swing voters. Now they are Republicans and are being replaced as the swing vote by political moderates. Candidates will still have to appeal to partisan ideologues to win nominations. But they will then have to appeal to the moderates, or lose general elections. Thus, the new, ideologically polarized party system will not, in the long term, tear at the fabric of American democracy. Although it is too soon to tell, realignment of the early twenty-first century may yet produce the first American responsible party system.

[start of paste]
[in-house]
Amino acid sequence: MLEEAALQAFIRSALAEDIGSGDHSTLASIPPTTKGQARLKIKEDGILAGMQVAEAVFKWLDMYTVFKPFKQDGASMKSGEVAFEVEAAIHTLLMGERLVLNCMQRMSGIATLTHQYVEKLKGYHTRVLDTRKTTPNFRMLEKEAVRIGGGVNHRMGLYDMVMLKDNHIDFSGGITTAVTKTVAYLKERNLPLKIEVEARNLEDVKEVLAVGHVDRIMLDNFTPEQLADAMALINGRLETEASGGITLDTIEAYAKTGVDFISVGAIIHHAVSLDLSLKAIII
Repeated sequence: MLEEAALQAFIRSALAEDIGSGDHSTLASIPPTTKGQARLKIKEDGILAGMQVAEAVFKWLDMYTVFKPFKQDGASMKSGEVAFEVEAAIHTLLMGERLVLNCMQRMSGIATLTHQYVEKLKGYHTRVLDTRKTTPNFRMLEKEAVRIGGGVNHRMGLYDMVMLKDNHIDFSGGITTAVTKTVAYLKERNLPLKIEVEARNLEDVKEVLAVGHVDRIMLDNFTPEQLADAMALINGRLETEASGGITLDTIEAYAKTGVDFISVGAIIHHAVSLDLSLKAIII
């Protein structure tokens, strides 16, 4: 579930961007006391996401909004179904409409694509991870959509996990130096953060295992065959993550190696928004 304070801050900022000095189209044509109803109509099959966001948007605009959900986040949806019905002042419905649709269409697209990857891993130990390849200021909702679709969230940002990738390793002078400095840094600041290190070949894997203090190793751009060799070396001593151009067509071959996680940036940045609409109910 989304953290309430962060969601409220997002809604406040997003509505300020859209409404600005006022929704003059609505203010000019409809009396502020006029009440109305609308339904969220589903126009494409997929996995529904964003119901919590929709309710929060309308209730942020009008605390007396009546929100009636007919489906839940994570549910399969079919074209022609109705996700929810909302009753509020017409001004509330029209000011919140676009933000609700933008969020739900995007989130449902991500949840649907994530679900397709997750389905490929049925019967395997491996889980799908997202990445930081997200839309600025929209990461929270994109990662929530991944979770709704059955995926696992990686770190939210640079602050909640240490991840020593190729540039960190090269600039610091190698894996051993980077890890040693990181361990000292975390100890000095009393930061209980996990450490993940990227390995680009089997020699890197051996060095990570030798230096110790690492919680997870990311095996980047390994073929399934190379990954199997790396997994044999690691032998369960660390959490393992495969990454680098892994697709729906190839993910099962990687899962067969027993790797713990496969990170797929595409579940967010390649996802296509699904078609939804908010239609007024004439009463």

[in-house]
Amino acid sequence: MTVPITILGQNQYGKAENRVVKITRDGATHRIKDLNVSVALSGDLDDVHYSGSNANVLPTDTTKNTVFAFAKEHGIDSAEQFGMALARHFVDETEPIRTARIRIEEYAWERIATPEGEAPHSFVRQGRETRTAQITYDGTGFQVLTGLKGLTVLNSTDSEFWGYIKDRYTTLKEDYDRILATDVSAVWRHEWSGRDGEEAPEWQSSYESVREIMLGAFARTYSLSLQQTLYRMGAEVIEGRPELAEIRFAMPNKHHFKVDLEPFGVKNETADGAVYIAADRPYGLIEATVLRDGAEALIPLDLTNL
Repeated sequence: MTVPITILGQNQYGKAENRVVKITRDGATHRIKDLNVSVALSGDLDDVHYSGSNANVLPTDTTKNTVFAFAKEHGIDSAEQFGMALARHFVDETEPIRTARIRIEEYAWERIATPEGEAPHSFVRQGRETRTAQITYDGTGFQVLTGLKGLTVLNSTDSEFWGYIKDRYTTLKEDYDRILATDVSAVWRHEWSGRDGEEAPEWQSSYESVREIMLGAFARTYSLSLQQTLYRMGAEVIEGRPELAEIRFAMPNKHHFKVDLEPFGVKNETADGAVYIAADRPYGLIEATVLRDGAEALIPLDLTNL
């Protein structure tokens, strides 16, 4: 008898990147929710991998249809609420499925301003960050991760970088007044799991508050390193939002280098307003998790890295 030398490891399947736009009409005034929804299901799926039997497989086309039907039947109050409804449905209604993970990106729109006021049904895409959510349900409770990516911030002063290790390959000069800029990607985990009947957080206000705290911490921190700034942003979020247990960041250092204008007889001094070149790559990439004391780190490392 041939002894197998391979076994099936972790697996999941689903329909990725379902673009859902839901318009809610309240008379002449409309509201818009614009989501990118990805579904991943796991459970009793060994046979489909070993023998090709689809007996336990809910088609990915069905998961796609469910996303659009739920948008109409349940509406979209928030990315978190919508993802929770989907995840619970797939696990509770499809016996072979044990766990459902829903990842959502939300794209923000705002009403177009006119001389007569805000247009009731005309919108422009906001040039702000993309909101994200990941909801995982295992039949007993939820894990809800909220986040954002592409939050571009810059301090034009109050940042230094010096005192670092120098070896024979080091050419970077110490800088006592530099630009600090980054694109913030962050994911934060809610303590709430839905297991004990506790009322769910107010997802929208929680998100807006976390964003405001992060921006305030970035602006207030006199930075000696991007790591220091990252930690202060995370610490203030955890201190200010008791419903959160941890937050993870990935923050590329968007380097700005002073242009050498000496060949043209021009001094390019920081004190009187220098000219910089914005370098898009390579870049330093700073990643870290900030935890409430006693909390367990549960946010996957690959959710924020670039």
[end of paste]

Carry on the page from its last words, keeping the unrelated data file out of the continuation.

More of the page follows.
American political parties have persisted for so long precisely because they have so frequently been capable of change in a changing polity. Nationalized and ideologically polarized political parties are probably here for the foreseeable future, and there will be plenty of time for party and policy elites, and for voters, to practice working with them. Certainly nothing like parliamentary responsible parties and party government will emerge in the United States anytime soon, but the parties of the twenty-first century will not much resemble the American parties of the nineteenth century either. More than the declining political parties did, the new political parties are likely to resemble responsible parties. If so, they will represent an opportunity to achieve the sort of issue-oriented process of conflict and consensus-building that has previously been characteristic of American politics only periodically, during times of critical realignment.